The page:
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Steps to intubate

Discussion in 'Anesthesiology' started by Pox in a box, 11.01.06.

  1. Pox in a box

    Pox in a box 1K Member

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    Doing first anesthesia rotation and just want to learn the generals for now and get the specifics down the road...the books I've seen are a bit overwhelming so far.

    Could someone please help me to learn the basic steps to intubation (normal healthy adult patient intubated in normal fashion)? Please list drugs/doses (by kg) if you know them...thanks!

    For example:

    1. Pre-oxygenate
    2. Anxiolysis with Midazolam
    3. Fentanyl
    4. Propofol
    5. Succinylcholine
    6. etc.
  2. Precedex

    Precedex New Member

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    you might want to give the midaz a little earlier!

    like most things in anesthesia, this kind of stuff can be done many different ways.

    for example, a 'typical' induction might involve preoxygenating, fentanyl (100-200 mcg), propofol 2mg/kg, mask ventilate then give paralytic (vec, roc, miv, cisatra - very institution dependent, doses easy to look up) then wait 2-3 minutes to kick in then laryngoscopy time.

    but as you'll see some folks will not use fentanyl and instead load up with opioid in the period before induction (demerol, morphine, dilaudid). There may be a reason to use alfentanil but i have not seen it used frequently. Then you sedative hypnotic, read about propofol (most common in most institutions), pentothal, etomidate. Lots of muscle relaxants to choose etc. There are specific reasons to use sux which you should try to learn about. And there is the rapid sequence induction. You dont necessarily need a muscle relaxant, there are papers just with propofol and remifentanil. So mostly at your stage you should just see what people are doing and read about it as you go.
  3. BaylorGuy

    BaylorGuy Enter witty comment here

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    Propofol by it self works most of the time, but it does nothing for the pain side which is why either the fentanyl or other class of opoids are used as analgesics. Make sure gas flows aren't too high.
  4. nimbus

    nimbus Member Gold Donor

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    As a student I would focus on comprehensive airway management and not just intubation. We intubate far fewer patients than when I first entered practice, mostly because of the LMA. I would get familiar with mask ventilation, oral and nasal airways, when to intubate, when not to intubate, and most importantly when and when not to extubate. These skills and knowledge are at least as important as intubation.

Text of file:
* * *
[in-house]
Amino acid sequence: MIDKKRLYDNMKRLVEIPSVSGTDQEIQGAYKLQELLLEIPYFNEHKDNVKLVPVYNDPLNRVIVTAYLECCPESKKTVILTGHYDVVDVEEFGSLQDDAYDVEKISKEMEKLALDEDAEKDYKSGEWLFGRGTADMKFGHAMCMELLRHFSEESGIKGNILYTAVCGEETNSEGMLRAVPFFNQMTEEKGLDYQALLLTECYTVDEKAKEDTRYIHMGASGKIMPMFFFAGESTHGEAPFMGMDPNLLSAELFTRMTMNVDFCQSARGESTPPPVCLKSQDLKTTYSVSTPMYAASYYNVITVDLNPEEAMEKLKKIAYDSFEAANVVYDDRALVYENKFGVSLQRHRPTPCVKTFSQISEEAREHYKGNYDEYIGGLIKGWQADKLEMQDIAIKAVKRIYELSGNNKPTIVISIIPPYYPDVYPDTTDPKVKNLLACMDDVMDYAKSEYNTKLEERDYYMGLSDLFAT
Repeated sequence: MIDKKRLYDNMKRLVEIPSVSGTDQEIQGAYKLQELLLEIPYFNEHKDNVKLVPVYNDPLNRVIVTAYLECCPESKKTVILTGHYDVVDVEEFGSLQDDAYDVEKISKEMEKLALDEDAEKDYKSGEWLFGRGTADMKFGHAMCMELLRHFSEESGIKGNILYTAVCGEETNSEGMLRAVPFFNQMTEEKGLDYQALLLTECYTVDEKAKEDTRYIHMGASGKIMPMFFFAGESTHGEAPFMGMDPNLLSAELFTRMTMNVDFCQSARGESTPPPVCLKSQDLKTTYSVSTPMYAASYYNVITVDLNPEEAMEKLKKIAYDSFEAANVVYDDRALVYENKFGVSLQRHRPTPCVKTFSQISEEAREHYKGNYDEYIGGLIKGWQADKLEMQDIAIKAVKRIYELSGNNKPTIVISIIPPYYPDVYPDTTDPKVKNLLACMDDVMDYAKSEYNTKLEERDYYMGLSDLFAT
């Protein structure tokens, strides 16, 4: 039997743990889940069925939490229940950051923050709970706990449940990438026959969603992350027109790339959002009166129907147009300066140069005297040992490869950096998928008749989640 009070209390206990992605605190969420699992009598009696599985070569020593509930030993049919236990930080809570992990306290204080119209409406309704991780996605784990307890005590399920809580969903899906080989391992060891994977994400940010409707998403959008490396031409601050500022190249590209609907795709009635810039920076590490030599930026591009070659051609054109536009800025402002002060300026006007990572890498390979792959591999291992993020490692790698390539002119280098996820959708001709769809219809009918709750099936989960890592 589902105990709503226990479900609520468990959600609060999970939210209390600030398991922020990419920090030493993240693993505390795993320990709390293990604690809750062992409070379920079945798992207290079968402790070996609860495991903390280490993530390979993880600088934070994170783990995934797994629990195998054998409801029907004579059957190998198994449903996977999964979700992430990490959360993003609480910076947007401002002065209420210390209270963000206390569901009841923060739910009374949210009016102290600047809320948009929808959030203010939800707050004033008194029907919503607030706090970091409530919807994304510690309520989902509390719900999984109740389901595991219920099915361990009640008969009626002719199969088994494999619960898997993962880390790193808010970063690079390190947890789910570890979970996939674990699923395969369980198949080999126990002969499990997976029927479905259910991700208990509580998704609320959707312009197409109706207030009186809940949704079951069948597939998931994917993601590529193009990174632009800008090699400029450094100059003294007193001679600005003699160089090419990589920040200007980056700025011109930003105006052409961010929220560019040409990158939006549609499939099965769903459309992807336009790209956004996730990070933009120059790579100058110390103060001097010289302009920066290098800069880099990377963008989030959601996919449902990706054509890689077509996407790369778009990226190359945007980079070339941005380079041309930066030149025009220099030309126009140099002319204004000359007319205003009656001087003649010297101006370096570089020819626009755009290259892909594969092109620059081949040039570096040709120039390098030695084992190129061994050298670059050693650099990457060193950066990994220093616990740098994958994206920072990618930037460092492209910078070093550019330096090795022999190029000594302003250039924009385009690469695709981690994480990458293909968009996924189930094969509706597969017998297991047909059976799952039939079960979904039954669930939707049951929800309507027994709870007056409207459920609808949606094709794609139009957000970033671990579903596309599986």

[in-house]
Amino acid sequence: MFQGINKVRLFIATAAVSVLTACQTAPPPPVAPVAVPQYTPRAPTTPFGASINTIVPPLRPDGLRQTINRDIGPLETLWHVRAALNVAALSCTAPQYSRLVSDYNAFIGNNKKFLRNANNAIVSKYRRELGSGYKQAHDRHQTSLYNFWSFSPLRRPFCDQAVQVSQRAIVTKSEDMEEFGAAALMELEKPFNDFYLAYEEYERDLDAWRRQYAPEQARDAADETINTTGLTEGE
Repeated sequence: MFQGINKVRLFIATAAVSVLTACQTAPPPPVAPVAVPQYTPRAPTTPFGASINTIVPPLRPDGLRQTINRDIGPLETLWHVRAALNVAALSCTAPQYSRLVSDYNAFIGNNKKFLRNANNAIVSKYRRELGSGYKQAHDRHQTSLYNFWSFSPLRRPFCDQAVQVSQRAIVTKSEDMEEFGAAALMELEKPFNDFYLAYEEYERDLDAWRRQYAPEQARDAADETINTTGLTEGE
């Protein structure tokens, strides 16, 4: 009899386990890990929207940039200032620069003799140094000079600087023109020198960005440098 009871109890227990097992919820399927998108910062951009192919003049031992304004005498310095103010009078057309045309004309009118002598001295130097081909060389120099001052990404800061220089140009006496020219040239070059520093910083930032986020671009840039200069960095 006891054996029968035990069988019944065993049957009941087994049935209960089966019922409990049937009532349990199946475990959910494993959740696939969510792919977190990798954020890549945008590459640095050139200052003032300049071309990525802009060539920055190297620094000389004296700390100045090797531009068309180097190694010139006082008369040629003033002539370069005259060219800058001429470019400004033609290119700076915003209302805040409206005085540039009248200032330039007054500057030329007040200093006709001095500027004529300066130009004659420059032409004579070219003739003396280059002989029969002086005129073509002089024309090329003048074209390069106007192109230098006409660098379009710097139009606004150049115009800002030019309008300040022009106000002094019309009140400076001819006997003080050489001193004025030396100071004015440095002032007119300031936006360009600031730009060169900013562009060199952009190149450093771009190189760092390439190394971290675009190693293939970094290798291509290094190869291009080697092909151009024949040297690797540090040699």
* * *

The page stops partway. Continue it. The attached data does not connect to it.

that said, the following sequence is my usual routine (with many exceptions):

    1. Patient/airway exam
    2. Equipment/drug check
    3. patient positioning
    4. moniters/check vitals
    5. self positioning. Am I comfortable? do I have enough space? Bed too high or too low?
    6. pre-O2
    7. IV induction
    8. tube
    9. confirm tube placement
    10. recheck vital signs.

    Again, the focus on intubation is misplaced by most medical students. I delivered a few babies in medical school and I see now that it was a completely worthless endeavor for me.
  5. Mapleson D

    Mapleson D DBCA

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    Yeah, folks at my institution (and I'm sure elsewhere) say that the most important skill for a student to learn on an anesthesia rotation is effective mask ventilation.
  6. VolatileAgent

    VolatileAgent Livin' the dream

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    couldn't agree more. it's breathtaking (pun intended) how bad people are at doing this outside of the OR. i've been to far too many "code blues" where what-seems-to-be a simple procedure is done so poorly and can make a huge, immediate difference in initial patient care.

    learn how to do this effectively. if you become adept at doing this one thing during your rotation, then you've succeeded.

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